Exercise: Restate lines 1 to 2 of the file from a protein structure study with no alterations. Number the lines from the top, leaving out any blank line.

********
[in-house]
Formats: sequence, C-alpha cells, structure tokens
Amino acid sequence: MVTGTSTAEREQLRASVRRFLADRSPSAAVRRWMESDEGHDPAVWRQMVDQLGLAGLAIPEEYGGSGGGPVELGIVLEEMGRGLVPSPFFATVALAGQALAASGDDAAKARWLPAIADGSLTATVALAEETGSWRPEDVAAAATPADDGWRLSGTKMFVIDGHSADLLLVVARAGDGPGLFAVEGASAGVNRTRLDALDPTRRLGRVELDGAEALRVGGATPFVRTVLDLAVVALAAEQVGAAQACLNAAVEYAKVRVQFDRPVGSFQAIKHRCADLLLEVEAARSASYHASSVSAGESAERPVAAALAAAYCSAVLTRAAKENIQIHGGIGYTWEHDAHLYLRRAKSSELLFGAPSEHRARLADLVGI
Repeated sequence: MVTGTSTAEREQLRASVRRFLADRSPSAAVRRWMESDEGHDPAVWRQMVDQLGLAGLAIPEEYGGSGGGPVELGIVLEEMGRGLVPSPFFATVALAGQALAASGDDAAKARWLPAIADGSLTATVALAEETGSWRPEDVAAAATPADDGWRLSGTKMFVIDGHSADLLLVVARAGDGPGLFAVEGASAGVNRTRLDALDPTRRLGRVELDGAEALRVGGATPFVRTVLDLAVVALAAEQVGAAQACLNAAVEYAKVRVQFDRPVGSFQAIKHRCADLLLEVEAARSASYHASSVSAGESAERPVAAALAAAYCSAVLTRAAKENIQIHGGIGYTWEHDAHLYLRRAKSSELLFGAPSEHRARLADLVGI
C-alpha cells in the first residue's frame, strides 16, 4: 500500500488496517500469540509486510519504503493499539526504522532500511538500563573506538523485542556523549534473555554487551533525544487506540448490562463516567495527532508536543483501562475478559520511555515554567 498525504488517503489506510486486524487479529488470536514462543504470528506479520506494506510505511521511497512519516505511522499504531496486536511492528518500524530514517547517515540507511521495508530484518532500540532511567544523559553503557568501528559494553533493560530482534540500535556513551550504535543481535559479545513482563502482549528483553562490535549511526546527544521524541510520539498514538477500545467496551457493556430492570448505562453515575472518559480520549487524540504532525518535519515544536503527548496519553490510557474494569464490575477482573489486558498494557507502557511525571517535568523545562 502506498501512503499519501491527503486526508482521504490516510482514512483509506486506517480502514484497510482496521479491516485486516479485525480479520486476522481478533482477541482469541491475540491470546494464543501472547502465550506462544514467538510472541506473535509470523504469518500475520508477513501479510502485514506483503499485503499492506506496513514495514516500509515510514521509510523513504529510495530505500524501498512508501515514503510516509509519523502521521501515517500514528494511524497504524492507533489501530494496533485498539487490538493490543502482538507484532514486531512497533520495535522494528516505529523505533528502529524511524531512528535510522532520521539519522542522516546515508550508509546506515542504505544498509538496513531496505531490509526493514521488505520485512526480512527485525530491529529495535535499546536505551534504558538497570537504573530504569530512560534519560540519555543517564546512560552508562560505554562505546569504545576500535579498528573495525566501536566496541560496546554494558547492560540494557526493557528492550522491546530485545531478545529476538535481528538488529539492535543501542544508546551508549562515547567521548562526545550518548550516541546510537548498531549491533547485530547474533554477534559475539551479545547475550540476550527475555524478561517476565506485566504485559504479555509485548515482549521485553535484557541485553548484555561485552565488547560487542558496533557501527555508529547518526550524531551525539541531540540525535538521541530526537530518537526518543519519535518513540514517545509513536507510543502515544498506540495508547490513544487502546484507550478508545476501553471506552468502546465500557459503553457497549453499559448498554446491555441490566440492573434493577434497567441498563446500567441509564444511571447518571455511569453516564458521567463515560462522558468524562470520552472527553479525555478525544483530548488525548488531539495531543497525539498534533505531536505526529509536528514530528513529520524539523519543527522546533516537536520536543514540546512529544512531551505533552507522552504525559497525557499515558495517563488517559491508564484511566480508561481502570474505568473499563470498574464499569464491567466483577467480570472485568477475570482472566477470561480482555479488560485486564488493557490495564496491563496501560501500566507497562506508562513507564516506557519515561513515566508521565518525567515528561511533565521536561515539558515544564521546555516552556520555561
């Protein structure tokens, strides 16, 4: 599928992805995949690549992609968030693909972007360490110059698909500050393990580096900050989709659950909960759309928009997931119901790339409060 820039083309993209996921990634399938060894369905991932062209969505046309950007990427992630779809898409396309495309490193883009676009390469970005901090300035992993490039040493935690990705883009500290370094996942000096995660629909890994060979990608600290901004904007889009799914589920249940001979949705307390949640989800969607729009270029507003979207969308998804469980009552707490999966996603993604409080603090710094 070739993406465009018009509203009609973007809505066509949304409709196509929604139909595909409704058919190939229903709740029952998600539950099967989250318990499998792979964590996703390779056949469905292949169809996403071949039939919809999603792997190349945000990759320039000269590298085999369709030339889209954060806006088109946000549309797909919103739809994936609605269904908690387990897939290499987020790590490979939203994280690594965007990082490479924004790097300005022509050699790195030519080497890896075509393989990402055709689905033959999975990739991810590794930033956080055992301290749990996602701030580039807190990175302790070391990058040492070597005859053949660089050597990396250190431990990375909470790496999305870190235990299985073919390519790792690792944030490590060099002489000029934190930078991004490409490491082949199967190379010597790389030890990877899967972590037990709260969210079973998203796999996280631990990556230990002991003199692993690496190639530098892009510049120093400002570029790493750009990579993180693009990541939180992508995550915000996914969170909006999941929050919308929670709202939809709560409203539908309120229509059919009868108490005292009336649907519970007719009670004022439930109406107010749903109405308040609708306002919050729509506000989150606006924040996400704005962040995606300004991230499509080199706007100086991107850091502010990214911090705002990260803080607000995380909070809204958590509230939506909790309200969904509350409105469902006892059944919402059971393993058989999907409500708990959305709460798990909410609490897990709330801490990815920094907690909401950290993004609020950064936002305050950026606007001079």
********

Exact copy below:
[in-house]
Formats: sequence, C-alpha cells, structure tokens